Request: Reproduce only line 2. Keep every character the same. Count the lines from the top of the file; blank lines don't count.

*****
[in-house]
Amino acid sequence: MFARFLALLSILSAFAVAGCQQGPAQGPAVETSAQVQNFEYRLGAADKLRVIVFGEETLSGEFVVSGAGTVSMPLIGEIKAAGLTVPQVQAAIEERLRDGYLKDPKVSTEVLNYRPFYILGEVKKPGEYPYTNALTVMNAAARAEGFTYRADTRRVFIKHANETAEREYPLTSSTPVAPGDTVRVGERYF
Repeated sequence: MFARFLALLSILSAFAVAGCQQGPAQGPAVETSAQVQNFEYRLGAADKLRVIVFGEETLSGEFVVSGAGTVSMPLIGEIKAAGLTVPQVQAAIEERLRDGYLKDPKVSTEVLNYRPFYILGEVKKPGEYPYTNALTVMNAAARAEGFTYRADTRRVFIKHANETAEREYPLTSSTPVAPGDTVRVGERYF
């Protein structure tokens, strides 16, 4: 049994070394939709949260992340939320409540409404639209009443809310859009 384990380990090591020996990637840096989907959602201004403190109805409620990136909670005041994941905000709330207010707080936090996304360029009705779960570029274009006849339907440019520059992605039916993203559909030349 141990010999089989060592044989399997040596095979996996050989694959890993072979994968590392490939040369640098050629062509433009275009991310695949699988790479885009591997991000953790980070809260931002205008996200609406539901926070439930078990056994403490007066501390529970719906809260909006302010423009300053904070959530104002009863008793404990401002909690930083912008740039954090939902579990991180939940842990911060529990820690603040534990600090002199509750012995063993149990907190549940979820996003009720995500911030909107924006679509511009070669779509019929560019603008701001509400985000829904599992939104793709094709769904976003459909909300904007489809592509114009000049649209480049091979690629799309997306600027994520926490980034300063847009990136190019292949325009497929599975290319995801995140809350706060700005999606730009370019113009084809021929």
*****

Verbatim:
Amino acid sequence: MFARFLALLSILSAFAVAGCQQGPAQGPAVETSAQVQNFEYRLGAADKLRVIVFGEETLSGEFVVSGAGTVSMPLIGEIKAAGLTVPQVQAAIEERLRDGYLKDPKVSTEVLNYRPFYILGEVKKPGEYPYTNALTVMNAAARAEGFTYRADTRRVFIKHANETAEREYPLTSSTPVAPGDTVRVGERYF